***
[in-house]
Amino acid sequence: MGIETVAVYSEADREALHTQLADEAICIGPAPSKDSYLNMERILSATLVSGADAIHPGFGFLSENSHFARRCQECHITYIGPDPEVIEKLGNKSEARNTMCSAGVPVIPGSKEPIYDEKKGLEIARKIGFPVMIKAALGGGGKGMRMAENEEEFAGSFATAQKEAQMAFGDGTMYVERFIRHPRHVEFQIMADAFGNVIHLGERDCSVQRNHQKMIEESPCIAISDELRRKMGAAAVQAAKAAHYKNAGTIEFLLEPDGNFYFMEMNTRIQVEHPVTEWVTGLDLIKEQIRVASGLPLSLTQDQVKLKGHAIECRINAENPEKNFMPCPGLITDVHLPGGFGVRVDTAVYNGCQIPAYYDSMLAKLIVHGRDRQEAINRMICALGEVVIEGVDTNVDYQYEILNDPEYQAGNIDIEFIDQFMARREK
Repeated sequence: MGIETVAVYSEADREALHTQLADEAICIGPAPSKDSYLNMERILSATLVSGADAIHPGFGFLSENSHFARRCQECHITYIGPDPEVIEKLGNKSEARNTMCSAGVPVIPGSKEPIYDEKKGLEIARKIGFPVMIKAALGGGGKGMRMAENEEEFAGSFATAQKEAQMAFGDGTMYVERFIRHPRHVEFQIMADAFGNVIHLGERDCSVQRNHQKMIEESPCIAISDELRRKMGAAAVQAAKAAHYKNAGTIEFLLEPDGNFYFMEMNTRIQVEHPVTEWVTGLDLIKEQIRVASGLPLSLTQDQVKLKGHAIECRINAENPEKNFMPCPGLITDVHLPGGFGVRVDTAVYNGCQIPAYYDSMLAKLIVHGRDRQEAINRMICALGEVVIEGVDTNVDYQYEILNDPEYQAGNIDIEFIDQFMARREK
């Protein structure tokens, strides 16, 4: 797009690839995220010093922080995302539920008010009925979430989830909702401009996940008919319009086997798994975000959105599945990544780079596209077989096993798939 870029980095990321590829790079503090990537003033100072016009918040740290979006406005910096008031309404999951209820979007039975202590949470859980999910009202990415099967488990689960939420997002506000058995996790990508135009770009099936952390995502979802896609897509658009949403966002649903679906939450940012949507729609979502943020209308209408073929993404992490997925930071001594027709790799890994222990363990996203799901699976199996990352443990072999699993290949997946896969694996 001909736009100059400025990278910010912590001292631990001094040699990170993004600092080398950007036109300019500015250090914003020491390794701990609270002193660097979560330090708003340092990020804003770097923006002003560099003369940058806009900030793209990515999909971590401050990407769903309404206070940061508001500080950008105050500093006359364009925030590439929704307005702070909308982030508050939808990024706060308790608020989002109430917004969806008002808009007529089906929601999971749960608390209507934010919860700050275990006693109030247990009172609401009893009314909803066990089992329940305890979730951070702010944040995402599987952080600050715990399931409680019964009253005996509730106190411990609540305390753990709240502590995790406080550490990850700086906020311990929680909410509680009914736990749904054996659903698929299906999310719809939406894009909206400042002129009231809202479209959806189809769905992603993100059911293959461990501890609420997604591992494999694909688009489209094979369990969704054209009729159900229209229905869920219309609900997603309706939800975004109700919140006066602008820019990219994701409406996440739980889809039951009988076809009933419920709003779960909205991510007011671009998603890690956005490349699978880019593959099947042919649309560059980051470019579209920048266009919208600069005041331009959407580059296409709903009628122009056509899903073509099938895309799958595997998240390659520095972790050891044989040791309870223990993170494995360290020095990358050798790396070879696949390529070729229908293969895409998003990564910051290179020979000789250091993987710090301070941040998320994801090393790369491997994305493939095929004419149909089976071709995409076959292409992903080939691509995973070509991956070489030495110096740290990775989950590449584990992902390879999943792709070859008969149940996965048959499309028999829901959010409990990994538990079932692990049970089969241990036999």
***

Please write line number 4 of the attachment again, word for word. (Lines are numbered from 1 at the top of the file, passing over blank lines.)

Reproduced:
């Protein structure tokens, strides 16, 4: 797009690839995220010093922080995302539920008010009925979430989830909702401009996940008919319009086997798994975000959105599945990544780079596209077989096993798939 870029980095990321590829790079503090990537003033100072016009918040740290979006406005910096008031309404999951209820979007039975202590949470859980999910009202990415099967488990689960939420997002506000058995996790990508135009770009099936952390995502979802896609897509658009949403966002649903679906939450940012949507729609979502943020209308209408073929993404992490997925930071001594027709790799890994222990363990996203799901699976199996990352443990072999699993290949997946896969694996 001909736009100059400025990278910010912590001292631990001094040699990170993004600092080398950007036109300019500015250090914003020491390794701990609270002193660097979560330090708003340092990020804003770097923006002003560099003369940058806009900030793209990515999909971590401050990407769903309404206070940061508001500080950008105050500093006359364009925030590439929704307005702070909308982030508050939808990024706060308790608020989002109430917004969806008002808009007529089906929601999971749960608390209507934010919860700050275990006693109030247990009172609401009893009314909803066990089992329940305890979730951070702010944040995402599987952080600050715990399931409680019964009253005996509730106190411990609540305390753990709240502590995790406080550490990850700086906020311990929680909410509680009914736990749904054996659903698929299906999310719809939406894009909206400042002129009231809202479209959806189809769905992603993100059911293959461990501890609420997604591992494999694909688009489209094979369990969704054209009729159900229209229905869920219309609900997603309706939800975004109700919140006066602008820019990219994701409406996440739980889809039951009988076809009933419920709003779960909205991510007011671009998603890690956005490349699978880019593959099947042919649309560059980051470019579209920048266009919208600069005041331009959407580059296409709903009628122009056509899903073509099938895309799958595997998240390659520095972790050891044989040791309870223990993170494995360290020095990358050798790396070879696949390529070729229908293969895409998003990564910051290179020979000789250091993987710090301070941040998320994801090393790369491997994305493939095929004419149909089976071709995409076959292409992903080939691509995973070509991956070489030495110096740290990775989950590449584990992902390879999943792709070859008969149940996965048959499309028999829901959010409990990994538990079932692990049970089969241990036999």